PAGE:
Yep, Batman’s been tricked. Apparently the Joker planned this entire time, purposefully leaving behind clues that would send Batman to this ice cream factory that he’s transformed into a rumpus room-themed death-trap. The Joker peeks out of a small little window like he’s in an episode of Laugh In, where he starts to taunt Batman. This obviously leads to Batman getting mad and attempting to punch the Joker, but he just scurries out of the little window, and shuts it. He then activates the litany of toys that Pepetto made for him, all of which have been specially designed to kill him.

There’s a giant jack-in-the-box that’s dressed like the Joker as a samurai that has a katana to slice Batman with, and the rest of the toys are designed to latch onto Batman and drag him closer to the samurai to get impaled. He’s attacked by a steel rocking horse that smashes into his legs, the cymbal monkey that tasers him, and several others that keep him occupied. The Joker assumes that his toys have killed Batman after some sufficient time of silence, and peeks back through his window to check. Which is when Batman knocks him out having figured out a way to jam the murder toys up. Batman’s then able to whip a batarang at a giant vat of ice cream that’s still in this abandoned factory for some reason, and the Joker is covered in goop, ending the issue like one of those old Hostess ads that used to be in comics.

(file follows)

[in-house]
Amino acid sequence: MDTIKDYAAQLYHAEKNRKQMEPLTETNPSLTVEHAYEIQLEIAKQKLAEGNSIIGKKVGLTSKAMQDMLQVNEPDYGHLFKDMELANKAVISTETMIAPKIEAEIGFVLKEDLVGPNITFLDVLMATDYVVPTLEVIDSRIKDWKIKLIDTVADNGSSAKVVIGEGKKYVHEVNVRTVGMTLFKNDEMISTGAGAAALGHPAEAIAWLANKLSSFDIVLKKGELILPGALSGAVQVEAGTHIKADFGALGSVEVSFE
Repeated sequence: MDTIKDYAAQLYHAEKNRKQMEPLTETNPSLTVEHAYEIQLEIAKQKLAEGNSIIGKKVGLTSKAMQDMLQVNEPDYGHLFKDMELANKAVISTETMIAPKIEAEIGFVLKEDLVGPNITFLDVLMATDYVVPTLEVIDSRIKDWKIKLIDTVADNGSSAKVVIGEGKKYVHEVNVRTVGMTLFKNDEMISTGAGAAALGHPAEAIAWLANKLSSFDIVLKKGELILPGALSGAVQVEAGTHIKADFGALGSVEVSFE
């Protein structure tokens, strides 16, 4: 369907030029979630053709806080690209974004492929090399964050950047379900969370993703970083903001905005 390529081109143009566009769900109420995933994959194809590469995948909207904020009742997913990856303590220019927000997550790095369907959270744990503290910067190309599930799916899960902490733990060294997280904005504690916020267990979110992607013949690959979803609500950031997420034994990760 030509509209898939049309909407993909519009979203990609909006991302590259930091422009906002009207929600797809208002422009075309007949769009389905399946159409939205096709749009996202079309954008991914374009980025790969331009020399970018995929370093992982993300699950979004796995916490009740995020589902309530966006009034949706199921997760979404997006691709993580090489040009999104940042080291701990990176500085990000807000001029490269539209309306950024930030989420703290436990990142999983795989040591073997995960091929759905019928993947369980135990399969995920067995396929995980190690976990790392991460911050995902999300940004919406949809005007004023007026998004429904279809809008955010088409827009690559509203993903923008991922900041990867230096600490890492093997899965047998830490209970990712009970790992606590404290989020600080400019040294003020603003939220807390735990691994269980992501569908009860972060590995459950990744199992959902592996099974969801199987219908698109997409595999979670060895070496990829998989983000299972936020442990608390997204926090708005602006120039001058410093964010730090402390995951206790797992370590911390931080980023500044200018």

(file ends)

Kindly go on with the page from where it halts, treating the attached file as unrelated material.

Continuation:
This issue is pretty fun. There’s not much to it, and it kind of swings around wildly in tone, but it’s still a pretty solid issue of Detective Comics. We get to see some actual detective work, the Joker isn’t just a straight-up murder clown, and there’s a delightfully silly aesthetic to it all, even though it was at the beginning of the grim and gritty eighties. We were still several years off from Watchmen and the Dark Knight Returns screwing up the entire industry and making everyone assume that superheroes needed to be dark and “serious,” and still before A Death in the Family permanently ruined the Joker in comics, pushing him too far into the realm of psychopathic murderer and away from weird prankster. And this issue is kind of a fascinating little microcosm of a Batman story in a world that was getting ready to change. This is a silly issue, full of Gotham City having the world’s most expensive train set, an abandoned ice cream factory, and homicidal toys, and I love that about it. This is a much more competent and conniving Joker than I’m really used to, and it feels weird to see Batman be played like a chump like this, but it’s still a really satisfying little story.


“The Joker’s Rumpus Room Revenge!” was written by Gerry Conway, penciled by Don Newton, inked by Dan Adkins, colored by Adrienne Roy, and lettered by John Costanza, 1981.